140 characters can say a lot about a community’s well-being.
More than income, education, obesity or even smoking, a new study out this week finds the best predictor for high rates of heart disease mortality may be the language used in Tweets.
Researchers at the University of Pennsylvania sifted through 148 million Tweets from 2009-2010, and compared language with county-by-county data from the CDC on heart disease death rates.
“In terms of psychological variables, the biggest thing we found that goes with higher heart disease is anger and hostility,” said Johannes Eichstaedt, lead author of the paper out this week in the journal Psychological Science.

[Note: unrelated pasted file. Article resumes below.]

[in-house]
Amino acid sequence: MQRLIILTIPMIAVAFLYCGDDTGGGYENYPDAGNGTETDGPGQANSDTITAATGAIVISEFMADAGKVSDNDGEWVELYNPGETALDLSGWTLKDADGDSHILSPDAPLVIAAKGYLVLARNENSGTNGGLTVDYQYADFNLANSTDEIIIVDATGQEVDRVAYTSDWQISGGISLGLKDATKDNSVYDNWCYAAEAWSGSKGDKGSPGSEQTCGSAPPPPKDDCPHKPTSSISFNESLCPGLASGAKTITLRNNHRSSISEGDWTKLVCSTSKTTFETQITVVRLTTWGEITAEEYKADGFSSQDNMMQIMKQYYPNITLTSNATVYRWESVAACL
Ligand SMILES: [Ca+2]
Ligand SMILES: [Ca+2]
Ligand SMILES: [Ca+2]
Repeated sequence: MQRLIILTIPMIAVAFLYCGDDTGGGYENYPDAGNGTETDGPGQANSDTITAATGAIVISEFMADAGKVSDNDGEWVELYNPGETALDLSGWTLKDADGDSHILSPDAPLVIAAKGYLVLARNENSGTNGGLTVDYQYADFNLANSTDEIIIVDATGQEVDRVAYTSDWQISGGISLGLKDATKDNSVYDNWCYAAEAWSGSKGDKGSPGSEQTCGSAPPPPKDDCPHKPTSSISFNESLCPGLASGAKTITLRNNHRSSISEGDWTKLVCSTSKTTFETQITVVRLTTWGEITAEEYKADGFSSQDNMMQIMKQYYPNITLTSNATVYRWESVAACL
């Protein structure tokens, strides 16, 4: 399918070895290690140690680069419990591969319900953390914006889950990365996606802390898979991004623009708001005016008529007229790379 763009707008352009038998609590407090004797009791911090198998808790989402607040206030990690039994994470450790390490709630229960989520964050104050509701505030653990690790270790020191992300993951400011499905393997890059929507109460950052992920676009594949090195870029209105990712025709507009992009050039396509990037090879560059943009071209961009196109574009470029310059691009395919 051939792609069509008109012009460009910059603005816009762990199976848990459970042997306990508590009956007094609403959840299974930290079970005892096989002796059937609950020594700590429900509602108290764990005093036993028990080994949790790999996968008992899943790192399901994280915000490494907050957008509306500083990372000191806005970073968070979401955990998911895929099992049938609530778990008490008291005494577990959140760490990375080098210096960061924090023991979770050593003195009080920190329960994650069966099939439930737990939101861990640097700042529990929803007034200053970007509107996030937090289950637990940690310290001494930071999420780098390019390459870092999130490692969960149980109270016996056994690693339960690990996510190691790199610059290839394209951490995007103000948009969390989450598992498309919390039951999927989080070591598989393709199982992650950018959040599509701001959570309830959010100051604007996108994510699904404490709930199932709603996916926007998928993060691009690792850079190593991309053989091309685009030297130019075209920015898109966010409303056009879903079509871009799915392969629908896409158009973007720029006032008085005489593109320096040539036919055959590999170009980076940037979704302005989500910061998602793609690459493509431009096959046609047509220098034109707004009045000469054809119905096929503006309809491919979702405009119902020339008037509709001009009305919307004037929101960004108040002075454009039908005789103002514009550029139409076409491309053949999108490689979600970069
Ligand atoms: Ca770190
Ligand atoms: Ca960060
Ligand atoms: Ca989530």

Curses, and the words “hate,” “bored” and “drama” all linked to higher rates, while “wonderful,” “strength,” “community” and “weekend” were used more often in counties with lower rates.
The paper makes no claims that language causes or prevents heart disease, but Eichstaedt says there is evidence that stress levels are a risk factor.
“What we think we are tracking here is the psychological states of communities,” he says.